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Taking unauthorized courses online gets displaced worker booted from TAA program

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A displaced worker’s enrollment in online classes without permission is grounds for dismissal from the Trade Adjustment Assistance training program, the Indiana Court of Appeals has ruled.

In Kevin Perry v. Unemployment Insurance Review Board of the Indiana Dept. of Workforce Development and Indiana Dept. of Workforce Development UI Claims Adjudication Center, 93A02-1208-EX-649, the COA affirmed the findings and conclusions of the Review Board of the Indiana Department of Workforce Development.

Perry qualified for the TAA program after being laid off from his job at Columbus Components in June 2009. He subsequently enrolled in the accounting program at Ivy Tech Community College.

Once he started at Ivy Tech, Perry requested he be allowed to take his courses online for the spring, summer and fall 2012 semesters. His request was denied, and he was given verbal and written warnings that modifying his training plan without permission could put his benefits at risk. However, Perry made no attempt to change his registration.

Consequently, the DWD removed Perry from the training program because he modified his education plan without prior approval.

Perry appealed, disputing the conclusion that his enrollment in the online courses constituted a change in his training that required authorization.

The COA made a distinction that the issue is not whether online coursework is permissible under the TAA program but whether Perry was eligible to continue to participate in the TAA program after he deviated from the approved plan without authorization.

“Here, the evidence supports the findings, and the findings support the conclusion, that Perry deviated from his approved training program without prior authorization,” Judge Edward Najam Jr. wrote. “Thus, we cannot say that the Review Board erred when it affirmed his termination from the TAA program.”  

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  1. You can put your photos anywhere you like... When someone steals it they know it doesn't belong to them. And, a man getting a divorce is automatically not a nice guy...? That's ridiculous. Since when is need of money a conflict of interest? That would mean that no one should have a job unless they are already financially solvent without a job... A photographer is also under no obligation to use a watermark (again, people know when a photo doesn't belong to them) or provide contact information. Hey, he didn't make it easy for me to pay him so I'll just take it! Well heck, might as well walk out of the grocery store with a cart full of food because the lines are too long and you don't find that convenient. "Only in Indiana." Oh, now you're passing judgement on an entire state... What state do you live in? I need to characterize everyone in your state as ignorant and opinionated. And the final bit of ignorance; assuming a photo anyone would want is lucky and then how much does your camera have to cost to make it a good photo, in your obviously relevant opinion?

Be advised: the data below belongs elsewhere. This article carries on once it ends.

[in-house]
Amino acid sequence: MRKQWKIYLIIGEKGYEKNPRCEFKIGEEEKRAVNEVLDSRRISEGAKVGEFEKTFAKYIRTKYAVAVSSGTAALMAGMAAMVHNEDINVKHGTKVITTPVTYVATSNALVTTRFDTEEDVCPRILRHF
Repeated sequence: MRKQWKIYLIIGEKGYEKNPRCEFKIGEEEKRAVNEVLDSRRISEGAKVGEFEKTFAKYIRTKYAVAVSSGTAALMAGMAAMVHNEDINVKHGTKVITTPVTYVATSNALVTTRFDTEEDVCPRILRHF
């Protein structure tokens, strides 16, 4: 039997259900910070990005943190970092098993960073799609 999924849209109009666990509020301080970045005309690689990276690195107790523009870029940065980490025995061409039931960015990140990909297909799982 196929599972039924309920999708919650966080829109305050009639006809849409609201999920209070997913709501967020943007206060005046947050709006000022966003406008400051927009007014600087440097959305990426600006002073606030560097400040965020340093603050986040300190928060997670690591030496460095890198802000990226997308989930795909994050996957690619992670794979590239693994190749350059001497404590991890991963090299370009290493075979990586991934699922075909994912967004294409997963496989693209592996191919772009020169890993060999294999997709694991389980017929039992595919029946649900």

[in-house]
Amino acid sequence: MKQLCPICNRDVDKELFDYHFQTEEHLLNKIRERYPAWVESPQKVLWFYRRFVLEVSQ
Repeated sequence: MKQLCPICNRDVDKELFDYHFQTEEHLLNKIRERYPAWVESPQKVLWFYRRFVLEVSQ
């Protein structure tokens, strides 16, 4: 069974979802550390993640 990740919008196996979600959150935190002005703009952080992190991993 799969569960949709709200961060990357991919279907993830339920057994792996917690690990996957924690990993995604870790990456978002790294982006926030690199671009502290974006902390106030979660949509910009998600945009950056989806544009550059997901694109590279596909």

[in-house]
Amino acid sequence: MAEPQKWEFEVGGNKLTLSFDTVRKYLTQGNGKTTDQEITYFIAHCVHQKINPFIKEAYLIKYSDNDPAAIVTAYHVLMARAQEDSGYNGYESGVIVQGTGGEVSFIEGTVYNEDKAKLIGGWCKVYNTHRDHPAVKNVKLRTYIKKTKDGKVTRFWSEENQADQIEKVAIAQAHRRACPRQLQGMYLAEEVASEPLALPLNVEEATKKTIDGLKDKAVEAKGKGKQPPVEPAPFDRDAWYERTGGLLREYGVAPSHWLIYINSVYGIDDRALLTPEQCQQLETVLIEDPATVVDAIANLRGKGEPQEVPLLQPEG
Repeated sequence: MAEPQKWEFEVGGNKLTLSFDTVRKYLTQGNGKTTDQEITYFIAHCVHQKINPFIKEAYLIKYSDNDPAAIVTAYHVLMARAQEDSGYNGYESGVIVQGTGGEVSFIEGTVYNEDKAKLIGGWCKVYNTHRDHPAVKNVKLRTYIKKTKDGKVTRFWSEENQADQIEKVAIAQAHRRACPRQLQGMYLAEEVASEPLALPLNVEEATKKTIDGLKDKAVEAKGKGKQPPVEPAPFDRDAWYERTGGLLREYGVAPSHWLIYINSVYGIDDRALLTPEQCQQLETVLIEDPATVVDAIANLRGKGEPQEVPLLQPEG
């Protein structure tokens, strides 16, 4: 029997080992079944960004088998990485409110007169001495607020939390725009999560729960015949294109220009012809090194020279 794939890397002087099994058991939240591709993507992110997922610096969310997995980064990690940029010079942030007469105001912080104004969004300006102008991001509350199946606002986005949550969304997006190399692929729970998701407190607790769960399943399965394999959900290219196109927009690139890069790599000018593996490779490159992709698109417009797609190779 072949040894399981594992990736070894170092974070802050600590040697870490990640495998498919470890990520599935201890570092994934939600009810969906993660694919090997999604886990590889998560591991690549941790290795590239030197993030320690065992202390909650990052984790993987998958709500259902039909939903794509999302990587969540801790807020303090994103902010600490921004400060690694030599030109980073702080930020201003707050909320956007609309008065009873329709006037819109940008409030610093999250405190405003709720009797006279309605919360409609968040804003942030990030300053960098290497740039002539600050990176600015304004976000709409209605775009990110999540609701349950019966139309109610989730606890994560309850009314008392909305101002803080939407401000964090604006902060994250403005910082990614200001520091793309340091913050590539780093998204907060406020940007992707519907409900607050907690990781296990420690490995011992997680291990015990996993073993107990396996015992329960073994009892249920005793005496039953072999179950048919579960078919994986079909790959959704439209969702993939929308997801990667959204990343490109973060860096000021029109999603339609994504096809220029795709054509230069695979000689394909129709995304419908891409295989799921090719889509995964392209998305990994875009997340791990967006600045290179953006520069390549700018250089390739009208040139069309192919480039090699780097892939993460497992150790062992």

2. Seventh Circuit Court Judge Diane Wood has stated in “The Rule of Law in Times of Stress” (2003), “that neither laws nor the procedures used to create or implement them should be secret; and . . . the laws must not be arbitrary.” According to the American Bar Association, Wood’s quote drives home this point: The rule of law also requires that people can expect predictable results from the legal system; this is what Judge Wood implies when she says that “the laws must not be arbitrary.” Predictable results mean that people who act in the same way can expect the law to treat them in the same way. If similar actions do not produce similar legal outcomes, people cannot use the law to guide their actions, and a “rule of law” does not exist.

  3. Linda, I sure hope you are not seeking a law license, for such eighteenth century sentiments could result in your denial in some jurisdictions minting attorneys for our tolerant and inclusive profession.

  4. Mazel Tov to the newlyweds. And to those bakers, photographers, printers, clerks, judges and others who will lose careers and social standing for not saluting the New World (Dis)Order, we can all direct our Two Minutes of Hate as Big Brother asks of us. Progress! Onward!

  5. My daughter was taken from my home at the end of June/2014. I said I would sign the safety plan but my husband would not. My husband said he would leave the house so my daughter could stay with me but the case worker said no her mind is made up she is taking my daughter. My daughter went to a friends and then the friend filed a restraining order which she was told by dcs if she did not then they would take my daughter away from her. The restraining order was not in effect until we were to go to court. Eventually it was dropped but for 2 months DCS refused to allow me to have any contact and was using the restraining order as the reason but it was not in effect. This was Dcs violating my rights. Please help me I don't have the money for an attorney. Can anyone take this case Pro Bono?

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